Hatred does not cease by
hatred, but only by love;
this is the eternal rule




Buddhism is one of the oldest religions of the world. Buddhism is practiced by a large number of people in many parts of the world, particularly the South East Asian countries. As Buddhism made progress and spread throughout the world, new thoughts and improvisations came to be attached to existing beliefs and practices. This led to the development and evolution of different schools of Buddhism or Buddhist sects. Surviving schools of Buddhism can be roughly grouped as Theravada, Mahayana and Vajrayana. Most of the Buddhist schools and sects encourage followers to adhere to certain practices and philosophies. Some of these philosophies and practices are common whereas some unique to the particular school or sect.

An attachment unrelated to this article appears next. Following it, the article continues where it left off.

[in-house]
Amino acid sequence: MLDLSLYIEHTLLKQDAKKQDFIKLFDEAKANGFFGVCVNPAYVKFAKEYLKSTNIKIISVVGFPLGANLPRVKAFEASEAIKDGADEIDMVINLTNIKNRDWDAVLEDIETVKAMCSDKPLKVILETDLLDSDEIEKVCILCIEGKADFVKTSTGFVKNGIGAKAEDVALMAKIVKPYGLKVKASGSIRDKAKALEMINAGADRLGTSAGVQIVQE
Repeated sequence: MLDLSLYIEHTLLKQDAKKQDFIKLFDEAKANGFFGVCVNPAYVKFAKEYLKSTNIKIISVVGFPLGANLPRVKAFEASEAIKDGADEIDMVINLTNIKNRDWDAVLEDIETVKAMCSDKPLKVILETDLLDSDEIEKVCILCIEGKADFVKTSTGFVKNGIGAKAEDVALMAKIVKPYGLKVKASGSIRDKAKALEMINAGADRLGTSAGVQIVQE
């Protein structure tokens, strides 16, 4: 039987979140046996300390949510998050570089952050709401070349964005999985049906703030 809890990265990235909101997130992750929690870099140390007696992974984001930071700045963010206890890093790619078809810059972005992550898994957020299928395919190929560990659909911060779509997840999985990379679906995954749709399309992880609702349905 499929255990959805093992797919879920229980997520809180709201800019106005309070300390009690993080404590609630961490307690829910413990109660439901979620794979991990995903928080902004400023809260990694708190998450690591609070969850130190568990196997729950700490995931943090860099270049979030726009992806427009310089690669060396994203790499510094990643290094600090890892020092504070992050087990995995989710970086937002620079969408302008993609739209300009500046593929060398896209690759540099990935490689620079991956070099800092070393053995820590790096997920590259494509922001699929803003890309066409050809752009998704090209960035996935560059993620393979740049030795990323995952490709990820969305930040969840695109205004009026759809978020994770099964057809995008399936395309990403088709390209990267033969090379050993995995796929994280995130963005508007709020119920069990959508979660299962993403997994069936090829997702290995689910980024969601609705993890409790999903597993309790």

Mahayana Buddhism
Mahayana Buddhism is considered to be one of the two major schools of Buddhism. Also known as the Greater Vehicle, it first surfaced in the first century CE. Literally, Mahayana means Greater Ox-Cart and it serves as a more moderate and comprehensible interpretation of Buddhism. Not only the monks and ascetics, but also the common people may follow the path of Mahayana. Today, the sect is predominant in North Asia and the Far East, including China, Japan, Korea, Tibet and Mongolia


Theravada Buddhism
Theravada literally means 'The Way of the Elders'. This term embodies the entire sect in itself, as Theravada Buddhism is based on the original beliefs and practices of the Buddha and the early monastic Elders. Also known as Hinayana Buddhism, it is mainly predominant in southern Asia, especially in Sri Lanka, Myanmar (Burma), Thailand, Cambodia and Laos.